Oct. 2012 - Celebrating the Mid-Autumn moon at a Gala hosted by the Hong Kong Association of Southern California
A gala hosted by the Hong Kong Association of Southern California and sponsored by Bloomingdales was held in the Chinese Garden on October 3rd to celebrate the Mid-Autumn moon. Some 200 guests enjoyed live traditional Chinese music while dining on fare by Panda Catering and inspired by “Chinese night market street food.”
Sept. 2012 - Family Memories Inspire a Generous Gift
“Among my prized possessions are three passports belonging to my grandmother, Marian Prentice Huntington, who was the youngest of Henry E. Huntington’s four children. The passports document her travels from 1935 to 1962, when she visited many countries around the world, including Japan, India, Thailand, French Indochina, [and] Ceylon.”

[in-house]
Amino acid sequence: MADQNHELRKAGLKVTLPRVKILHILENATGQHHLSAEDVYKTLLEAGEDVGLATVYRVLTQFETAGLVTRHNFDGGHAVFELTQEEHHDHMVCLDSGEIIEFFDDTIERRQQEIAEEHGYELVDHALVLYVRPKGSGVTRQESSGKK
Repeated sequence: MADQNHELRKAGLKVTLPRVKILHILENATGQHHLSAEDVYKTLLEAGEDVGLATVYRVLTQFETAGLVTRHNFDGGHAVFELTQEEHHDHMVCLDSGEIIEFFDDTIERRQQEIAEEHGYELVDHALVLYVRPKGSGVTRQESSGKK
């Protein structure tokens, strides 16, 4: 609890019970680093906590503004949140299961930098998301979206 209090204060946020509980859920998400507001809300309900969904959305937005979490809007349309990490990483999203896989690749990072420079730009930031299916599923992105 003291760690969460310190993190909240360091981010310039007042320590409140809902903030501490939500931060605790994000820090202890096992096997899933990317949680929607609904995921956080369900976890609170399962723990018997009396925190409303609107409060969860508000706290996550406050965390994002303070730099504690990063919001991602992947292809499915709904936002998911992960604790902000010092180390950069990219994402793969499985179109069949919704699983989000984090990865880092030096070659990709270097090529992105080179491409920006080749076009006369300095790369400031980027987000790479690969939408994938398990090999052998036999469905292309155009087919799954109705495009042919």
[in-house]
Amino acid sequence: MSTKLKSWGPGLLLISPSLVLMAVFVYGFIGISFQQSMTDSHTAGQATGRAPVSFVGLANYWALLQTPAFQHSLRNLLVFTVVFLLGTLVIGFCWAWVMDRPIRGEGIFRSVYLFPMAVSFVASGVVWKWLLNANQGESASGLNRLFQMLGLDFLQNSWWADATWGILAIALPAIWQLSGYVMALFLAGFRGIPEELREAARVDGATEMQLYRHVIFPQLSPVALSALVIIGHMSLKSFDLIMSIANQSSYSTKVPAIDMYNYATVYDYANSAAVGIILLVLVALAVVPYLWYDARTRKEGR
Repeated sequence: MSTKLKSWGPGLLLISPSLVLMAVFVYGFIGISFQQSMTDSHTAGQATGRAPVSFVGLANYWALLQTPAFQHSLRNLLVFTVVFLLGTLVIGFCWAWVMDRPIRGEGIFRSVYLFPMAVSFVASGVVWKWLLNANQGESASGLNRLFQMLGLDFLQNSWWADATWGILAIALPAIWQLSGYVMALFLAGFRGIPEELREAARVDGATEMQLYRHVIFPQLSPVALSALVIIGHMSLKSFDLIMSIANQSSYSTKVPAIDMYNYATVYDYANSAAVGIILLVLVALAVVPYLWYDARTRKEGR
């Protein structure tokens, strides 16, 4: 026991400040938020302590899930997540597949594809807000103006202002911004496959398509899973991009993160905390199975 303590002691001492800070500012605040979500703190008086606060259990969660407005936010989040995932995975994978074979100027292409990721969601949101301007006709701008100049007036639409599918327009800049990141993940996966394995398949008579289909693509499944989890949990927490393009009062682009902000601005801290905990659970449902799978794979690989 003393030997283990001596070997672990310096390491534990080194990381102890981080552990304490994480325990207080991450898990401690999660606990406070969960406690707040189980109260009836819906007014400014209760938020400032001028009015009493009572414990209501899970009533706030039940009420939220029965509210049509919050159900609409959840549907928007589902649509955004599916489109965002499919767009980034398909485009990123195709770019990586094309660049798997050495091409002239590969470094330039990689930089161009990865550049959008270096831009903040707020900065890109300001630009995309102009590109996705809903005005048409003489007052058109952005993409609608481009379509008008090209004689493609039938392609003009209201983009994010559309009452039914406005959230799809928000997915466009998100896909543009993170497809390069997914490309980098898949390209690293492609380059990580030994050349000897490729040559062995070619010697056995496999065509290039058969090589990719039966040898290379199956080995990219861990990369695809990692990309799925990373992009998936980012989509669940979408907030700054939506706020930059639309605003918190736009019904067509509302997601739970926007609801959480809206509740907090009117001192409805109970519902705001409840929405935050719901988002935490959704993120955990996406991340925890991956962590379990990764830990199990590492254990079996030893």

So wrote the traveler’s namesake, Marian Huntington Schinske, after visiting The Huntington last spring. Although it’s uncertain whether her grandmother traveled to China during her lifetime, Schinske herself was delighted by The Huntington’s homage to China with its Chinese Garden—perhaps having inherited a family fascination with the Far East.
Returning home to the Bay Area after her visit, Schinske discussed with her sisters, Elizabeth Huntington and Julie Huntington de Polo, the idea of supporting the Chinese Garden. As the newest addition to the estate their great-grandfather founded, it beautifully complements the Japanese Garden he established 100 years ago. The sisters embraced the idea, and a $100,000 pledge for the second phase of construction was made through the John Brockway Huntington Foundation. The foundation was named after their father, Marian Huntington’s adopted son. An additional pledge of $100,000 was made to support the Library’s research programs.